If the methodology of Buddhism (ethical precepts and meditation) uncovers genuine truths about the mind and the phenomenal world—truths like emptiness, selflessness, and impermanence—these truths are not in the least “Buddhist.” No doubt, most serious practitioners of meditation realize this, but most Buddhists do not. Consequently, even if a person is aware of the timeless and noncontingent nature of the meditative insights described in the Buddhist literature, his identity as a Buddhist will tend to confuse the matter for others.
There is a reason that we don’t talk about “Christian physics” or “Muslim algebra,” though the Christians invented physics as we know it, and the Muslims invented algebra. Today, anyone who emphasizes the Christian roots of physics or the Muslim roots of algebra would stand convicted of not understanding these disciplines at all. In the same way, once we develop a scientific account of the contemplative path, it will utterly transcend its religious associations. Once such a conceptual revolution has taken place, speaking of “Buddhist” meditation will be synonymous with a failure to assimilate the changes that have occurred in our understanding of the human mind.
It is as yet undetermined what it means to be human, because every facet of our culture—and even our biology itself—remains open to innovation and insight. We do not know what we will be a thousand years from now—or indeed that we will be, given the lethal absurdity of many of our beliefs—but whatever changes await us, one thing seems unlikely to change: as long as experience endures, the difference between happiness and suffering will remain our paramount concern. We will therefore want to understand those processes—biochemical, behavioral, ethical, political, economic, and spiritual—that account for this difference. [...]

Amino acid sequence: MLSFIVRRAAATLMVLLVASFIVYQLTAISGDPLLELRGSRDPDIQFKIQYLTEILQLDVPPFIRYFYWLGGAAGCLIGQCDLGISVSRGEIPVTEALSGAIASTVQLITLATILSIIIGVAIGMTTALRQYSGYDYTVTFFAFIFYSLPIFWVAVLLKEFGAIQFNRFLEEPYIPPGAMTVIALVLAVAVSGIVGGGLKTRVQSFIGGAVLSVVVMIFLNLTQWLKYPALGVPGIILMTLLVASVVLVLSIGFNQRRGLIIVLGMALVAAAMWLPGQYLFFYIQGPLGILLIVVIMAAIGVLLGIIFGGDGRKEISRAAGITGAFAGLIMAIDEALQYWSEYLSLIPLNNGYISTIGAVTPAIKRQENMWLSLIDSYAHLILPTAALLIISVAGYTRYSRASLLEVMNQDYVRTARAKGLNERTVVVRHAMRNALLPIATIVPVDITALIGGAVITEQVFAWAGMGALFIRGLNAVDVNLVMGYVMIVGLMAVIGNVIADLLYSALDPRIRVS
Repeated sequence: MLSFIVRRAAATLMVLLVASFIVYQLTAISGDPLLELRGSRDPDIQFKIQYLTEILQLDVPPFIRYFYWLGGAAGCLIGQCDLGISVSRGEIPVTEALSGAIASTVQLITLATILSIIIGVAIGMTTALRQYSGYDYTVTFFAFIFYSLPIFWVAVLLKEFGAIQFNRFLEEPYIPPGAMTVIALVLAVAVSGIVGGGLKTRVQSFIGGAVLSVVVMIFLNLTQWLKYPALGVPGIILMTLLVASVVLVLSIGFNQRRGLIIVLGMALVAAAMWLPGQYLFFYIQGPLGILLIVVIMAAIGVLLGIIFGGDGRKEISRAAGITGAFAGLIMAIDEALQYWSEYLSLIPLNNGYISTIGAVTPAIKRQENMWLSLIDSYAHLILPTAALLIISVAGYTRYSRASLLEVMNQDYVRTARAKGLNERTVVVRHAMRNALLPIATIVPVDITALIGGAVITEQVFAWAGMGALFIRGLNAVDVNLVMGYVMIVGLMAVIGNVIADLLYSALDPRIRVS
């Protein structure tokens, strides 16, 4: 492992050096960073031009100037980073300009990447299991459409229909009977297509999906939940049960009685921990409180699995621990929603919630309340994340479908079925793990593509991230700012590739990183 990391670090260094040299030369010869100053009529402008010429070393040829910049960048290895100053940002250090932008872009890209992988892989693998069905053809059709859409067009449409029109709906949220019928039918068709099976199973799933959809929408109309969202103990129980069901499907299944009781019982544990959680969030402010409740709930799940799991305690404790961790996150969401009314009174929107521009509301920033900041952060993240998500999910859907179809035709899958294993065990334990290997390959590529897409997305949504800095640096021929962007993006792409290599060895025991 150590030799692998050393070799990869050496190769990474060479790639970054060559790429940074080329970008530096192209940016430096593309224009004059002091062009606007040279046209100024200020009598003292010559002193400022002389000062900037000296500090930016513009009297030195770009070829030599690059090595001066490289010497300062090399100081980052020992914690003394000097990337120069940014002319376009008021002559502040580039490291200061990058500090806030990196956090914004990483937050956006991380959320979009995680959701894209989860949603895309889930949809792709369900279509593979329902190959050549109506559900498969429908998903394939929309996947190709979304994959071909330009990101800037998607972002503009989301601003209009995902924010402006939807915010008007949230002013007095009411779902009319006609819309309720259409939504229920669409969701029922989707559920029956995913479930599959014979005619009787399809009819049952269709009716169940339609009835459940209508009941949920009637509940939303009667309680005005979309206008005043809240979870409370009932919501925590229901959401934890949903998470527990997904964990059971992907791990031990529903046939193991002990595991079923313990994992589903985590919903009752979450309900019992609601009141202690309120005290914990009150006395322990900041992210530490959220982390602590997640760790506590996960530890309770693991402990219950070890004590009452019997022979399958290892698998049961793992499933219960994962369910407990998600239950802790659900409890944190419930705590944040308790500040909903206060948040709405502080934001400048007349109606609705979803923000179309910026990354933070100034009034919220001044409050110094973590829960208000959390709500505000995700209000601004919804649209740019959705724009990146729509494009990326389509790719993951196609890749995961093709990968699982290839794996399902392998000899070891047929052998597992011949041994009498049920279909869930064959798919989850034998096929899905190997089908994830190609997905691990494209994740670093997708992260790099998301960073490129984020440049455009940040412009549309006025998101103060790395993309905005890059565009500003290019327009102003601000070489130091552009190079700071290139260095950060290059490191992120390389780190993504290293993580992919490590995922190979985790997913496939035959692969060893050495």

Read the whole essay for embedded links and more. Harris expounds further on some of the ideas mentioned in the above excerpts, as he makes his case, and it's a good read. But back to the "Awakening the Buddha Within" book:
At the end of that book, even Jeffrey - oops, excuse me, "Surya Das" - said there were many types of Buddhism, and that one didn't have to embrace or believe in many of the beliefs held by Buddhists, or even believe in God. In the end, he said you could take from it what you wanted or needed.
I appreciated the lack of insistence on following dogma, but also found it a little ironic that he seemed to be indirectly supporting at least a portion of Sam Harris's essay; that Buddhist teachings don't have to be mixed up with religion.
I would not go so far as to say the two authors agree, but they seem close to agreement on some points. I think perhaps that Das is saying the teachings don't have to be mixed with religion, whereas Harris is more forcefully arguing that they should not be. That's not agreement, but pretty darn close.
On criticizing fellow Buddhists
The tyranny of "Consensus Buddhism"!